DOES THE SETTLEMENT INTEND TO SETTLE LIABILITY FOR ALL DEFENDANTS?
When there is no election, the settlement must be made expressly for the benefit of any defendants for whom liability will be resolved. Verdoulis, 2016 Cal. Wrk. Comp. P.D. Lexis 509, 6.
In Verdoulis, the WCAB determined that no evidence existed to show that the settlement expressly intended to resolve liability for any defendants other than CNA.
This outcome can be avoided by including language by including language expressly outlining all of defendants for which liability is being resolved by the settlement. The holding in Verdoulis also implies that pursuing recovery against a co-defendant before settlement, such as filing a Petition for Contribution, could help establish the expectation that a settlement resolves liability for additional defendants who do not sign the settlement documents.
IS YOUR LANGUAGE TOO GENERIC?
As a note of caution, expressed intent to settle liability only applies to parties to the case at the time of settlement. In Ventura, a defendant, Wasco, the WCAB determined that the common language reserving the defendant’s “right to contribution from any and all agents/assignees/TPAs, Insurance Co. during CT period, including but not limited to Zenith,” was insufficient to reserve contribution rights against Zenith because Zenith was not yet joined as a party defendants at the time of settlement. 2019 Cal. Wrk. Comp. P.D. Lexis 114. As a result, the C&R did not resolve any liability Zenith might have to the applicant’s claim. The WCAB noted that Wasco may still be able to pursue recovery under Labor Code §5500 generally.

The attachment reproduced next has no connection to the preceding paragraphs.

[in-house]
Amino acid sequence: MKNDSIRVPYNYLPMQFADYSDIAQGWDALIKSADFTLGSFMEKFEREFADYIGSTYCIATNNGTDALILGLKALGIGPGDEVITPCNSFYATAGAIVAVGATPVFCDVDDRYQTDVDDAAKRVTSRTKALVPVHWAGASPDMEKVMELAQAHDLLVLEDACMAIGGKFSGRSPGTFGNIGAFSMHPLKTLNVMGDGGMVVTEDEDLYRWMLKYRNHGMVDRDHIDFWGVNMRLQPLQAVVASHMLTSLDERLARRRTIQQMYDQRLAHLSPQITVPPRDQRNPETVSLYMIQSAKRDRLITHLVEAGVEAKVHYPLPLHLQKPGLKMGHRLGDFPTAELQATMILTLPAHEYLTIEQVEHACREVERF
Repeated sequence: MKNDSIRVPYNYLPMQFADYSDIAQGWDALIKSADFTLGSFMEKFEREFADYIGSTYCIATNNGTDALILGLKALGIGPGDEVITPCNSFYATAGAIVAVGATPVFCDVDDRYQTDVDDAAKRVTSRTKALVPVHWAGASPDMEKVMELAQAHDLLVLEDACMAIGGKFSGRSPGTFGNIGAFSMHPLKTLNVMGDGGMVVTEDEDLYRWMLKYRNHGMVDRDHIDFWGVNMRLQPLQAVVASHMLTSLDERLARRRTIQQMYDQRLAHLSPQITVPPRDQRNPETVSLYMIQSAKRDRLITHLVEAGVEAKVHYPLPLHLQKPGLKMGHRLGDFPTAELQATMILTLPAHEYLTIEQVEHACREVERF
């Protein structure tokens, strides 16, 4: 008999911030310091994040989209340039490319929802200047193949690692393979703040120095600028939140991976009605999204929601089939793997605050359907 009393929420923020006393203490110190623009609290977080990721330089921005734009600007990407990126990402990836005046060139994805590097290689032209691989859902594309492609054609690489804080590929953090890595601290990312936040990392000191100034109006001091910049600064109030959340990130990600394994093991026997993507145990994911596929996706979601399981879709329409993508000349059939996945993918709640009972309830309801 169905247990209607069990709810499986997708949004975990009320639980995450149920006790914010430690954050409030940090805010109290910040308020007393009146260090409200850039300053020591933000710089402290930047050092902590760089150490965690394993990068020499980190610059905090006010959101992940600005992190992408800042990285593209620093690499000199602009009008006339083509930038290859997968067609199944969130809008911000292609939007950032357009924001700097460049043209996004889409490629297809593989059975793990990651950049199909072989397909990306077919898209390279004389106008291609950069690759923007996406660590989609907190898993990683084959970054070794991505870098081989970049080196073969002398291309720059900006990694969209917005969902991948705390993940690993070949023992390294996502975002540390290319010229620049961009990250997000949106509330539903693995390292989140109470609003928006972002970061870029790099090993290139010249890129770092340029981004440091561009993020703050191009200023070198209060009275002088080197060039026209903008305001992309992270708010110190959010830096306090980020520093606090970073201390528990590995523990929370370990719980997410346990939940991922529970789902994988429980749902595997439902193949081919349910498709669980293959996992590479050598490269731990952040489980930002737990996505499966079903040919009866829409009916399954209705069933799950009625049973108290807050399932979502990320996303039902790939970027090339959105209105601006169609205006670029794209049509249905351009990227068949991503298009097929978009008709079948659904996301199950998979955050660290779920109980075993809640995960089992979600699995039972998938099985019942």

DEFENSES AGAIN CONTRIBUTION
It is not uncommon for a single defendant to pursue a rushed settlement resolving a cumulative trauma or multiple cases without first consulting the other party defendants. In the event you find yourself defending against a claim for contribution based on a settlement you did not sign off on, be sure to confirm that an election was made and, if not, review the settlement documents to ensure that the settlement expressly intended to include your employer before agreeing to any payment for contribution. If neither can be found, contribution may be barred and an attorney should be consulted.
All contribution disputes are subject to arbitration which often is not worth the time or cost. Even if a contribution dispute resolves via settlement, these considerations can be a useful tool to reduce exposure.
Lauren M. Coleman is an associate attorney at Bradford & Barthel’s Oakland office. If you have questions about workers’ compensation defense strategies, please feel free to contact her at 510.268.0061 or via email at email@example.com.